BOSTON, Mass. (NBC News) -- Surviving Boston Marathon bombing suspect Dzhokhar Tsarnae pleaded not guilty Wednesday as 30 survivors and victims' relatives listened in a Boston courtroom.
Tsarnaev, 19, was arraigned on a 30-count indictment that charges him with using weapons of mass destruction and killing four people. He wore an orange jail jumpsuit and his left hand was bandaged.
Earlier, a small group of Tsarnaev's supporters cheered as a caravan carried him to the courthouse, invoking his nickname as they yelled "Justice for Jahar!" according to the Associated Press.
Security was tight with Department of Homeland Security officers visible and a police boat behind the courthouse. Seventeen officers from the Massachusetts Institute of Technology lined up in uniform outside in apparent tribute to slain colleague Sean Collier.
Everyone injured in the bombing was invited to attend, and 30 were in attendance, the magistrate said.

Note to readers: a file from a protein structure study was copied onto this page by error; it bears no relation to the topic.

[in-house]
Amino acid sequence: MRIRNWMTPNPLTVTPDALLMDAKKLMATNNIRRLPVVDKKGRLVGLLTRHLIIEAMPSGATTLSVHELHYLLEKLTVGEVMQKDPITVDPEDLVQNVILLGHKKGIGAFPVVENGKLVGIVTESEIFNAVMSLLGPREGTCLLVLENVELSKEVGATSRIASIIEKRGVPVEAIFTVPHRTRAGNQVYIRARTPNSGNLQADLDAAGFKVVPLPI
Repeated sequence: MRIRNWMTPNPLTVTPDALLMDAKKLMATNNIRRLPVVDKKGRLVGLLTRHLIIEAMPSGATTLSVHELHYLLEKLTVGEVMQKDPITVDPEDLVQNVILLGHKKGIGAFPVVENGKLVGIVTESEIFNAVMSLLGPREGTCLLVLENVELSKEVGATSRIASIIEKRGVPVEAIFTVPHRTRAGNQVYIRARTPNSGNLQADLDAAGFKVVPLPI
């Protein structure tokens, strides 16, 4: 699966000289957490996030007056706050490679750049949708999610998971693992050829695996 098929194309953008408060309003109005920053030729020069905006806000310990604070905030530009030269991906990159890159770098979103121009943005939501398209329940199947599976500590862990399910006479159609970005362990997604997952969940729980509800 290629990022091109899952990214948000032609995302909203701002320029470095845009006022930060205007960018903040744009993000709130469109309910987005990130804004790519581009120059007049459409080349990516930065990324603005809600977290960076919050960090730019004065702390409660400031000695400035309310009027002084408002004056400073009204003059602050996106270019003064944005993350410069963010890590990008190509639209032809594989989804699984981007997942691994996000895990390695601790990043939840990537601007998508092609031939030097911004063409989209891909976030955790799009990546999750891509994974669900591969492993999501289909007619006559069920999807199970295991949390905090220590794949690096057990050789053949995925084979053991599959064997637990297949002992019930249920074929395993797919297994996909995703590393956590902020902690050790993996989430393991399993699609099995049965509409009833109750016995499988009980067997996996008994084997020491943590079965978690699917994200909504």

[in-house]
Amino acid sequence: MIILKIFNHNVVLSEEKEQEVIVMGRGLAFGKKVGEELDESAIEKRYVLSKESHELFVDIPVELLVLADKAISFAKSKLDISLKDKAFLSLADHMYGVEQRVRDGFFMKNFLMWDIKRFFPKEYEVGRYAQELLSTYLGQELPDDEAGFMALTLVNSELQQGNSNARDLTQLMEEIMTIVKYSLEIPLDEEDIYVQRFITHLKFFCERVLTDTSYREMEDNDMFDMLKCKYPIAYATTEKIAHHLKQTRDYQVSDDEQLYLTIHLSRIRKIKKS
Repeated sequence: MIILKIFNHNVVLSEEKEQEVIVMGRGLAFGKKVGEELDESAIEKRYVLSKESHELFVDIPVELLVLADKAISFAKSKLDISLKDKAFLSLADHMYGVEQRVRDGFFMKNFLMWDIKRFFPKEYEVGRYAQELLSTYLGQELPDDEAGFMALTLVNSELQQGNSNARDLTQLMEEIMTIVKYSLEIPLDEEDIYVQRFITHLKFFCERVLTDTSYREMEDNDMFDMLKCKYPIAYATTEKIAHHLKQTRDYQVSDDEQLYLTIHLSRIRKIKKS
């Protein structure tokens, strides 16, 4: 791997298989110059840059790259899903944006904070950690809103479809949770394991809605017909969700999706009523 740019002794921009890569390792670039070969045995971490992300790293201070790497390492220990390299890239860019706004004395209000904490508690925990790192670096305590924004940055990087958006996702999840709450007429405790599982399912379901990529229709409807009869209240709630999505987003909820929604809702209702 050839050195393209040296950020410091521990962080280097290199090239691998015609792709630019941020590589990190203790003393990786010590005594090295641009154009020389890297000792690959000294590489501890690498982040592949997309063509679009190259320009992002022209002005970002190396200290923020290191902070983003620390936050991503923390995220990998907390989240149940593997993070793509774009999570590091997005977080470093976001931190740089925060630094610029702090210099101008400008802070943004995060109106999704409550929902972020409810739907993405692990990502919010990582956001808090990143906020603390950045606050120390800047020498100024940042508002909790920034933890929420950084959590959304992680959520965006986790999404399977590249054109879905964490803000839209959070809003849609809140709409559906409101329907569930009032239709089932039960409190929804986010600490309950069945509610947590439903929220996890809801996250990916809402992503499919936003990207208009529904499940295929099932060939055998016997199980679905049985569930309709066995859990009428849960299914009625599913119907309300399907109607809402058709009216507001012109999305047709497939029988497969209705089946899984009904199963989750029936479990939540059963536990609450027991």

Before the arraignment, the mother of two brothers maimed in the blast said she would be looking for answers.
"I want to know what happened that day," said Liz Norden, whose sons, J.P. and Paul, each lost a leg in the April 15 explosions near the finish line of the iconic race.
"How can somebody do something to innocent people like that?"
The 3:30 p.m. hearing marked Tsarnaev's first appearance in public since he was hauled bleeding from a boat, where he scrawled anti-American messages while hiding out from police who locked down the Boston area to hunt for him.
His older brother, Tamerlan Tsarnaev, was killed in a shootout with police — capping a bloody escape bid in which they allegedly killed Collier, hijacked a car and hurled pipe bombs from an SUV.
Three people were killed in the bombing and more than 260 wounded, many of whom lost limbs.
Norden's sons told NBC station WHDH that they won't be in the courtroom when Tsarnaev appears, but they understand their mother's need to be present.
"I just feel I can maybe find some answer or a peace of mind by going," she said.
Attorney General Eric Holder has not yet decided whether to seek the death penalty for Tsarnaev, an American citizen who was born in Dagestan.
Investigators say the messages the college student left in the boat gave them insight into why he and his brother planted the bombs.
They included: "The U.S. Government is killing our innocent civilians," "I can't stand to see such evil go unpunished," and "We Muslims are one body, you hurt one you hurt us all."